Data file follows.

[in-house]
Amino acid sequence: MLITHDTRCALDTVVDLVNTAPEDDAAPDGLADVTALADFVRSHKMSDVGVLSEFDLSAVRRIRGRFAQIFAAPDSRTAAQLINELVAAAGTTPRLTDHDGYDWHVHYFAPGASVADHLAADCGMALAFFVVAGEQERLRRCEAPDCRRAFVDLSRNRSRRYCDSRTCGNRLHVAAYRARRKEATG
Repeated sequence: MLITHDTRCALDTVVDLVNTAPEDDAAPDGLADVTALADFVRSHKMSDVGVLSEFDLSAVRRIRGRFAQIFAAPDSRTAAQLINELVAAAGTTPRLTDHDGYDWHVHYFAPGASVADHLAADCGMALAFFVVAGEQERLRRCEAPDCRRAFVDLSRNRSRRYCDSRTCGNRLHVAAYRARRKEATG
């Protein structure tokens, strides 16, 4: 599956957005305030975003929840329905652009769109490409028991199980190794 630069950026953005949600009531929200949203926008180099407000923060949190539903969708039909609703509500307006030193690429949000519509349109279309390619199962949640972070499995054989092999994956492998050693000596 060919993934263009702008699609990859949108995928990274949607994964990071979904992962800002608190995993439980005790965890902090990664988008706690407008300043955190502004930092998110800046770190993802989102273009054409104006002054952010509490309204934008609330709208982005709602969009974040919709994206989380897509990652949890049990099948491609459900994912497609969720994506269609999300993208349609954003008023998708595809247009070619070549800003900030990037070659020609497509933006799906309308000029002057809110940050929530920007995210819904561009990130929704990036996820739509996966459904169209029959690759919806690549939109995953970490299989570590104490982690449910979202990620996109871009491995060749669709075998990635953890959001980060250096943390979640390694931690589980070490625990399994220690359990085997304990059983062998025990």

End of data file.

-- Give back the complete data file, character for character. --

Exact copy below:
[in-house]
Amino acid sequence: MLITHDTRCALDTVVDLVNTAPEDDAAPDGLADVTALADFVRSHKMSDVGVLSEFDLSAVRRIRGRFAQIFAAPDSRTAAQLINELVAAAGTTPRLTDHDGYDWHVHYFAPGASVADHLAADCGMALAFFVVAGEQERLRRCEAPDCRRAFVDLSRNRSRRYCDSRTCGNRLHVAAYRARRKEATG
Repeated sequence: MLITHDTRCALDTVVDLVNTAPEDDAAPDGLADVTALADFVRSHKMSDVGVLSEFDLSAVRRIRGRFAQIFAAPDSRTAAQLINELVAAAGTTPRLTDHDGYDWHVHYFAPGASVADHLAADCGMALAFFVVAGEQERLRRCEAPDCRRAFVDLSRNRSRRYCDSRTCGNRLHVAAYRARRKEATG
């Protein structure tokens, strides 16, 4: 599956957005305030975003929840329905652009769109490409028991199980190794 630069950026953005949600009531929200949203926008180099407000923060949190539903969708039909609703509500307006030193690429949000519509349109279309390619199962949640972070499995054989092999994956492998050693000596 060919993934263009702008699609990859949108995928990274949607994964990071979904992962800002608190995993439980005790965890902090990664988008706690407008300043955190502004930092998110800046770190993802989102273009054409104006002054952010509490309204934008609330709208982005709602969009974040919709994206989380897509990652949890049990099948491609459900994912497609969720994506269609999300993208349609954003008023998708595809247009070619070549800003900030990037070659020609497509933006799906309308000029002057809110940050929530920007995210819904561009990130929704990036996820739509996966459904169209029959690759919806690549939109995953970490299989570590104490982690449910979202990620996109871009491995060749669709075998990635953890959001980060250096943390979640390694931690589980070490625990399994220690359990085997304990059983062998025990």